The Biggest Risk for Climbers Isn’t What You’d Expect

Man rock climbing, Buck Rock, California, America, USA
Man rock climbing, Buck Rock, California, America, USA kylewolfe / Getty Images

You’d think that most rock climbing injuries are one-offs, resulting from a fall. In fact, a study of almost 700 male climbers by BMJ Open Sport & Exercise Medicine found that two-thirds of participants experienced a chronic injury, usually to the shoulders, elbows, or fingers. The number is lower for indoor climbers, who work in more controlled environments, but all are susceptible.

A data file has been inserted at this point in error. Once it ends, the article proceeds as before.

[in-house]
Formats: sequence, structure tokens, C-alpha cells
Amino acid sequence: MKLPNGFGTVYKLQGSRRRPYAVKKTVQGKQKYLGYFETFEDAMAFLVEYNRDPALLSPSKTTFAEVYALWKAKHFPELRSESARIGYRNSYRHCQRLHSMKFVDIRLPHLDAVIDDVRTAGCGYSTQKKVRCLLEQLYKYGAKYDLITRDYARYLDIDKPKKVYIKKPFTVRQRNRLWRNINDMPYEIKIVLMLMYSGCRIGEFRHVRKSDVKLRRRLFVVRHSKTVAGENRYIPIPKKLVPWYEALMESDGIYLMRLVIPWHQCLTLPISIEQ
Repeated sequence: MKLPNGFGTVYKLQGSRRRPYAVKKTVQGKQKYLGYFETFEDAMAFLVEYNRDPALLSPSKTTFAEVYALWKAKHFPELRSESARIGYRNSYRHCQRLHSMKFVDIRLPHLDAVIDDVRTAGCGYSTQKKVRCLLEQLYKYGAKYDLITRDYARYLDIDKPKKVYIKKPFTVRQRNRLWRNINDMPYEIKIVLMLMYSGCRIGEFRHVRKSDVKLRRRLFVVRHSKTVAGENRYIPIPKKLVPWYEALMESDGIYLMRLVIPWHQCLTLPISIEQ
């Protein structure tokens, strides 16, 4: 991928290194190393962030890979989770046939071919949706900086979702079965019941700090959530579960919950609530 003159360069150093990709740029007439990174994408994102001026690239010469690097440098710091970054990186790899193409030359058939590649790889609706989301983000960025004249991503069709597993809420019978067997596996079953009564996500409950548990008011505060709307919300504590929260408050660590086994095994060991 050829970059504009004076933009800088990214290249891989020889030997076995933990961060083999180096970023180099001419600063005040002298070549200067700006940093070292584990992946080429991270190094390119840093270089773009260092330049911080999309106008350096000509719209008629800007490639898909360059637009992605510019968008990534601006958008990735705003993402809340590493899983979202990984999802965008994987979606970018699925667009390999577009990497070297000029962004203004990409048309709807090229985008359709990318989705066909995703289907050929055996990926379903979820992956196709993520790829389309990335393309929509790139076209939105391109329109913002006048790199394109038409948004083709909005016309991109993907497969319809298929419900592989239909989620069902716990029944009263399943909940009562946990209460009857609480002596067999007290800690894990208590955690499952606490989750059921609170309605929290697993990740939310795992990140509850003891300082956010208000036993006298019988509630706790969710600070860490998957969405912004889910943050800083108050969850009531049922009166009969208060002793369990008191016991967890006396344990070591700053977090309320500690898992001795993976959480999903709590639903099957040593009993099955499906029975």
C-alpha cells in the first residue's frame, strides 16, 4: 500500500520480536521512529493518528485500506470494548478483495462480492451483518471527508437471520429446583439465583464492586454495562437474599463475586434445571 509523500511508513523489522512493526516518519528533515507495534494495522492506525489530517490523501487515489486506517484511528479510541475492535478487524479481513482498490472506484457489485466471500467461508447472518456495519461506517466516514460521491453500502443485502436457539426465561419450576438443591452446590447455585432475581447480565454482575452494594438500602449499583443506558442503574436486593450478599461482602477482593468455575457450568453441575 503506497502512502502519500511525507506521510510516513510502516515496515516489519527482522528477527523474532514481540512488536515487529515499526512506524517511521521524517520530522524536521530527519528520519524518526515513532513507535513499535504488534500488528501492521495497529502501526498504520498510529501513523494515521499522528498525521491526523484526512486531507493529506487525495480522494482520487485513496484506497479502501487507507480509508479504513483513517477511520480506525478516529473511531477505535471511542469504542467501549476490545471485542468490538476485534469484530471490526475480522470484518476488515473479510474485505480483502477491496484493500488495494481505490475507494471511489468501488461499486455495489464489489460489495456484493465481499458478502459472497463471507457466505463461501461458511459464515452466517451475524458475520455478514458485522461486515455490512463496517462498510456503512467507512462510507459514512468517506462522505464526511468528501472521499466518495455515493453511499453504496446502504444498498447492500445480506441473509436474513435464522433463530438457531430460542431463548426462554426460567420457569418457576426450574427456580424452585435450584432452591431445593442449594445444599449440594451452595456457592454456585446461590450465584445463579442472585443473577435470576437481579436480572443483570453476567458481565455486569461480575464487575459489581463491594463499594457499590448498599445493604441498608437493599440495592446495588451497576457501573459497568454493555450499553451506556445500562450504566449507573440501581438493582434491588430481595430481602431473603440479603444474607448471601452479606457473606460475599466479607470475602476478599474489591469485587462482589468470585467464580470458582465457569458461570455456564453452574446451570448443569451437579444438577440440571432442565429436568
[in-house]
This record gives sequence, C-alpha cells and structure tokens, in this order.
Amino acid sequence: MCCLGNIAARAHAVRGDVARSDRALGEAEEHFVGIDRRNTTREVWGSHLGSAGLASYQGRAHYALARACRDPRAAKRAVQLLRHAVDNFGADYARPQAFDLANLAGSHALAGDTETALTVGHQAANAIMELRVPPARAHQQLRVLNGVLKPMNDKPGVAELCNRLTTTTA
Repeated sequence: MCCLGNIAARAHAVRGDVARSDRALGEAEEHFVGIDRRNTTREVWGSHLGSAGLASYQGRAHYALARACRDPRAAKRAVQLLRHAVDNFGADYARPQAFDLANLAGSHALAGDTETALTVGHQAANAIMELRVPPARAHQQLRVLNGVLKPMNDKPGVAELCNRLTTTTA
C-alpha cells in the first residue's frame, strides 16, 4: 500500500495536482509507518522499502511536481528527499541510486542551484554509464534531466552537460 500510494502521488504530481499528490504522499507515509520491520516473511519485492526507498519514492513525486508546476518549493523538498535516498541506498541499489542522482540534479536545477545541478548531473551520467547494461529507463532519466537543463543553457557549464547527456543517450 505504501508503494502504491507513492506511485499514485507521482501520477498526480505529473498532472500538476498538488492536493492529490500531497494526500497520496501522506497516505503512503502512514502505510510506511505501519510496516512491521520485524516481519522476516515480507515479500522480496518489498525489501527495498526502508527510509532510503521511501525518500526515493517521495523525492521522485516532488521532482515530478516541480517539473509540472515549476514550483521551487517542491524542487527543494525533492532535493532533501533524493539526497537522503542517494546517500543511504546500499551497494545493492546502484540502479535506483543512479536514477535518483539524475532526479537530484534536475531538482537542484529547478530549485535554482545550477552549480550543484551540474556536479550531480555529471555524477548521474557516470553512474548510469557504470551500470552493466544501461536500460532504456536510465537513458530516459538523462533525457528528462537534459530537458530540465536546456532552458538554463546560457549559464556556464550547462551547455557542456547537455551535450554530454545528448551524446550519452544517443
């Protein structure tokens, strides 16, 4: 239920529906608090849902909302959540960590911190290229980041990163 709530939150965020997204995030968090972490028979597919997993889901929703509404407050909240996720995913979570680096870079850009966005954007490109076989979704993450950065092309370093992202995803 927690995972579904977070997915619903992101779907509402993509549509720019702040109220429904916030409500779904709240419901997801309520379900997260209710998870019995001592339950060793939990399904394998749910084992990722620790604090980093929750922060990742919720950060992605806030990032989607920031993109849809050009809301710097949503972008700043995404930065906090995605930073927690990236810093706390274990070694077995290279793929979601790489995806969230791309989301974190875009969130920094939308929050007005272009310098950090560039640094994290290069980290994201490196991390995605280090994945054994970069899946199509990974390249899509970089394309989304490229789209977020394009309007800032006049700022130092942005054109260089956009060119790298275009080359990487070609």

“Climbing focuses on minor muscles you usually do not train, and the force on these muscles is not always obvious until an injury occurs,” says study author and climbing coach Gudmund Grønhaug.

The fix is strength training. Use TRX or resistance bands to bolster the joints in the upper body. You don’t need to do heavy lifting, since climbing is about carrying your own body weight. Then climb on.

Try our best workout to build strength for rock climbing.